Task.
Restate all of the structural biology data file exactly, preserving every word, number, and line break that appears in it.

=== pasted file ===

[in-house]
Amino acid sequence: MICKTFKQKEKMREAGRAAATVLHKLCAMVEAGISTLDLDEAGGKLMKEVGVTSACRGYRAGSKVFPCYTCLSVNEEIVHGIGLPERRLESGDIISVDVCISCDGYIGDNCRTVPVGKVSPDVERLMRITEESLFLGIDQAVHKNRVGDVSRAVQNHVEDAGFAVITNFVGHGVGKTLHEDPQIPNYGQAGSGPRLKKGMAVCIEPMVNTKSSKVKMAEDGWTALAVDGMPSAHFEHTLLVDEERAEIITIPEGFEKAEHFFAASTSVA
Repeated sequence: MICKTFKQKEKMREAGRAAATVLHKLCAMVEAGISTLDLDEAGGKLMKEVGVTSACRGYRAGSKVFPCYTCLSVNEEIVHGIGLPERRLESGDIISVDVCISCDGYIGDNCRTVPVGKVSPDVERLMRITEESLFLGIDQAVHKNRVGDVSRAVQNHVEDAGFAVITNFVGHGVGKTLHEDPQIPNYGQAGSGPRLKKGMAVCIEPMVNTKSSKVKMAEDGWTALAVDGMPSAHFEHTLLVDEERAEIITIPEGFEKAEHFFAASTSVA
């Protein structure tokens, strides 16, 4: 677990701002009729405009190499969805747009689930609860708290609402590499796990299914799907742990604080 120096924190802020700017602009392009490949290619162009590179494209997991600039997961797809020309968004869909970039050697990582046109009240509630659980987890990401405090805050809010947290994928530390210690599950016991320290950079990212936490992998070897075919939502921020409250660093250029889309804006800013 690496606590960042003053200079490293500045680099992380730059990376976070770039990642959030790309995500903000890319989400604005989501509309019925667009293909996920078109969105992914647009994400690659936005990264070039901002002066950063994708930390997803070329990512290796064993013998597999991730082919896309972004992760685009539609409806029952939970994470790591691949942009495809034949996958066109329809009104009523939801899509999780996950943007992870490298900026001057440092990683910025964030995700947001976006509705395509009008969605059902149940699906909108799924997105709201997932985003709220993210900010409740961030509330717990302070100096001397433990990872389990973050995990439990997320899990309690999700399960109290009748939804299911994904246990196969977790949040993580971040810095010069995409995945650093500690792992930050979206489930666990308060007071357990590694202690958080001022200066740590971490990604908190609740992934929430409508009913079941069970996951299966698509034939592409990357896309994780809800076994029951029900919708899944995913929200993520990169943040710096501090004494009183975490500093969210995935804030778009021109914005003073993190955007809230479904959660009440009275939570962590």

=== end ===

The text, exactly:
[in-house]
Amino acid sequence: MICKTFKQKEKMREAGRAAATVLHKLCAMVEAGISTLDLDEAGGKLMKEVGVTSACRGYRAGSKVFPCYTCLSVNEEIVHGIGLPERRLESGDIISVDVCISCDGYIGDNCRTVPVGKVSPDVERLMRITEESLFLGIDQAVHKNRVGDVSRAVQNHVEDAGFAVITNFVGHGVGKTLHEDPQIPNYGQAGSGPRLKKGMAVCIEPMVNTKSSKVKMAEDGWTALAVDGMPSAHFEHTLLVDEERAEIITIPEGFEKAEHFFAASTSVA
Repeated sequence: MICKTFKQKEKMREAGRAAATVLHKLCAMVEAGISTLDLDEAGGKLMKEVGVTSACRGYRAGSKVFPCYTCLSVNEEIVHGIGLPERRLESGDIISVDVCISCDGYIGDNCRTVPVGKVSPDVERLMRITEESLFLGIDQAVHKNRVGDVSRAVQNHVEDAGFAVITNFVGHGVGKTLHEDPQIPNYGQAGSGPRLKKGMAVCIEPMVNTKSSKVKMAEDGWTALAVDGMPSAHFEHTLLVDEERAEIITIPEGFEKAEHFFAASTSVA
């Protein structure tokens, strides 16, 4: 677990701002009729405009190499969805747009689930609860708290609402590499796990299914799907742990604080 120096924190802020700017602009392009490949290619162009590179494209997991600039997961797809020309968004869909970039050697990582046109009240509630659980987890990401405090805050809010947290994928530390210690599950016991320290950079990212936490992998070897075919939502921020409250660093250029889309804006800013 690496606590960042003053200079490293500045680099992380730059990376976070770039990642959030790309995500903000890319989400604005989501509309019925667009293909996920078109969105992914647009994400690659936005990264070039901002002066950063994708930390997803070329990512290796064993013998597999991730082919896309972004992760685009539609409806029952939970994470790591691949942009495809034949996958066109329809009104009523939801899509999780996950943007992870490298900026001057440092990683910025964030995700947001976006509705395509009008969605059902149940699906909108799924997105709201997932985003709220993210900010409740961030509330717990302070100096001397433990990872389990973050995990439990997320899990309690999700399960109290009748939804299911994904246990196969977790949040993580971040810095010069995409995945650093500690792992930050979206489930666990308060007071357990590694202690958080001022200066740590971490990604908190609740992934929430409508009913079941069970996951299966698509034939592409990357896309994780809800076994029951029900919708899944995913929200993520990169943040710096501090004494009183975490500093969210995935804030778009021109914005003073993190955007809230479904959660009440009275939570962590």